Palliative Care, Fluorescent Sky Lights, & Gratitude…
Who knew two words on a little sign above a non-descript doorway could make my blood run so cold it feels like someone has ripped an icicle spear from a wintery roof and stabbed it into my carotid artery. Every second I stare at the sign, the drip, drip, drip of fear slides through my veins.
I look away in case in some messed up way, staring at it for too long will foreshadow my future. An image crystallizes in my mind of my friends and family bringing their young children to see me in my prison while I spend what’s left of my youth, waiting for “it” to be over.
To escape this morbid thought, I search for the Information Desk and speed-walk under florescent lights installed in the shape of sky lights to get there. Patients in draughty hospital gowns lean against IV poles and visitors wear the masks of soldiers in the midst of battle.
Just make it to the information desk…just make it to the information desk, I whisper to myself. When I get there, a white haired woman wearing a Wal-mart inspired blue volunteer vest gives me a bright smile and asks how she can help. I almost grab her by the wrists, stare into her grey eyes and say, “you can help by promising me I DO NOT have the start of ovarian cancer on top of my recent breast cancer and I WILL NOT end up in Palliative Care. Ever.” Instead, I ask her to direct me to Diagnostic Imaging area for my 2pm ultrasound appointment.
She points past the jaunty “Walk of Honour” sign, through the corridor I just came from, to a bank of elevators directly across from the Palliative Care wing. I give her my sweetest, I am not terrified thank you smile and don’t look up again until I am on the elevator descending into the bowels of the building.
* * *
“Theresa Wingham?” What a pleasant surprise! It has been less than 15 minutes and the little sign when I checked in promised me a wait time of up to 2 hours. As I follow the scrub-wearing ultrasound technician around a dimly lit corner, she asks if my bladder is full and I nod. A vision of this same corridor over a year and a half ago when I lay in my hospital stretcher with a bladder so full, my face glistened with sweat and I wondered if I might explode, flashes through my mind.
She doesn’t need to give me instructions as I lie on the bed, lift my shirt, and pull my jeans low on my hips. As she squeezes warm jelly on my stomach, the fear of what she might find is so thick, I can almost chew it. In order to prevent myself from jumping off a mental cliff into complete hysteria, I ask questions.
“How’s your day going? How many outpatients do you get here? Usually I go to the medical center across the street. I wonder why I had to come here. Do you know?” I can’t stop talking.
“Almost no outpatients, except for emergencies, the rest are all in patients,” is the only response that registers as she presses the probe deep into the tissue above my left ovary. Although I have tried to forget about the results of my last ultrasound, her answer confirms how serious this is.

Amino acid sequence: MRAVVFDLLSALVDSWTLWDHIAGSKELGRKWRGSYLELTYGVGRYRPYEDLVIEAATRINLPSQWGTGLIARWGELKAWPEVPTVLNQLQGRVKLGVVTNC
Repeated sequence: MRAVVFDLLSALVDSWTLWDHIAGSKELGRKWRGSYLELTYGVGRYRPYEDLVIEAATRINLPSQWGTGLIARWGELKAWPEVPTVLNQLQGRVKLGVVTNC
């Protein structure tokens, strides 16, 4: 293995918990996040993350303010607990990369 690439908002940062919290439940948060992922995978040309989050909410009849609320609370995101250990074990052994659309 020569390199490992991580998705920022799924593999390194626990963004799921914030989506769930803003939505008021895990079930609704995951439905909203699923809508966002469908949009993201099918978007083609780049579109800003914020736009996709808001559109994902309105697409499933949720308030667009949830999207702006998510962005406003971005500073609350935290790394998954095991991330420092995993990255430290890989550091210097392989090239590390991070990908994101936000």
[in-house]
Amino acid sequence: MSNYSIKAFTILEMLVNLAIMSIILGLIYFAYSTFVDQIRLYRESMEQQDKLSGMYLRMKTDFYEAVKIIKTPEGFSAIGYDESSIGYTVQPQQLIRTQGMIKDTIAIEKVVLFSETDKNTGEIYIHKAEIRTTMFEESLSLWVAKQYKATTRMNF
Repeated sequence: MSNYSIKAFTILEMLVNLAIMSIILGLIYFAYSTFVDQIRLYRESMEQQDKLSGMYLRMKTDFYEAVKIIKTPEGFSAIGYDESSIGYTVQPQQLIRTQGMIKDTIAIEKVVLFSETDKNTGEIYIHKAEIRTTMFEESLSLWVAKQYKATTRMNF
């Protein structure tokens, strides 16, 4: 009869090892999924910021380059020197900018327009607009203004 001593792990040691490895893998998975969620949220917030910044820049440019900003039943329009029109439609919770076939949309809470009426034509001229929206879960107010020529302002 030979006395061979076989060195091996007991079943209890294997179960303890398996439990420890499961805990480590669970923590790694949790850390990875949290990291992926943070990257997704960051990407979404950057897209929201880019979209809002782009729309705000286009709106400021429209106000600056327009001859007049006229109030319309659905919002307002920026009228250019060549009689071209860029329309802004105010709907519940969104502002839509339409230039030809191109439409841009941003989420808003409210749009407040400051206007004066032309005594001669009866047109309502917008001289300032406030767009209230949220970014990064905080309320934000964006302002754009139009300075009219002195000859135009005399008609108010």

When I crane my neck towards the screen in a ridiculous attempt to evaluate the health of my ovaries, the blackness broken up by shadowy grey blobs and white squiggly lines scares me even more. Is that grey blob, right there, the start of cancer?
In the midst of imagining a revival of my bald head and grey chemo complexion, she says, “well the good news is the cyst is gone. I need you to roll over because I want to check your kidneys.”
Is she lying? Is she incompetent and has somehow checked the wrong side?
“You mean I have no cyst anymore? On either side? Really? It’s gone?” Shock makes me skeptical of her expertise.
When she nods and I almost leap off the table, her eyes dart between mine and the screen and she clears her throat in an almost nervous way. ”Well, I’m not your doctor, so you need to wait for your official results, ok? But yes, no cyst.”
My grin feels like it could split my face in half. She tells me I can go and light headed with relief, my hands press up against the deep purple wall for support as I wait for the elevator. Back under the main floor’s “skylights”, my knees give out. On a padded bench in the carpeted corridor, I lean towards my shoes and breathe in the recycled air as I listen to the buzz of the pop machine, the ping of the elevator, and the click of sandalled feet.
When I look up, the Palliative Care sign is still there, but this time I am grateful to see it. Grateful for today’s reminder to live in the moment. To seize every opportunity in life because none of us know what tomorrow might bring.
So, it’s back to plotting my next adventure and I hope in October I can somehow take you on a round the world journey, but for now, I will put one foot in front of the other and appreciate every moment of my cancer free (hopefully forever) life.
What about you? How do you plan to take advantage of the time you have left on this planet? A friend posted the photo above on Facebook and I had to share it with you. As Mary Oliver says, “What is it that you plan to do with your one wild and precious life?”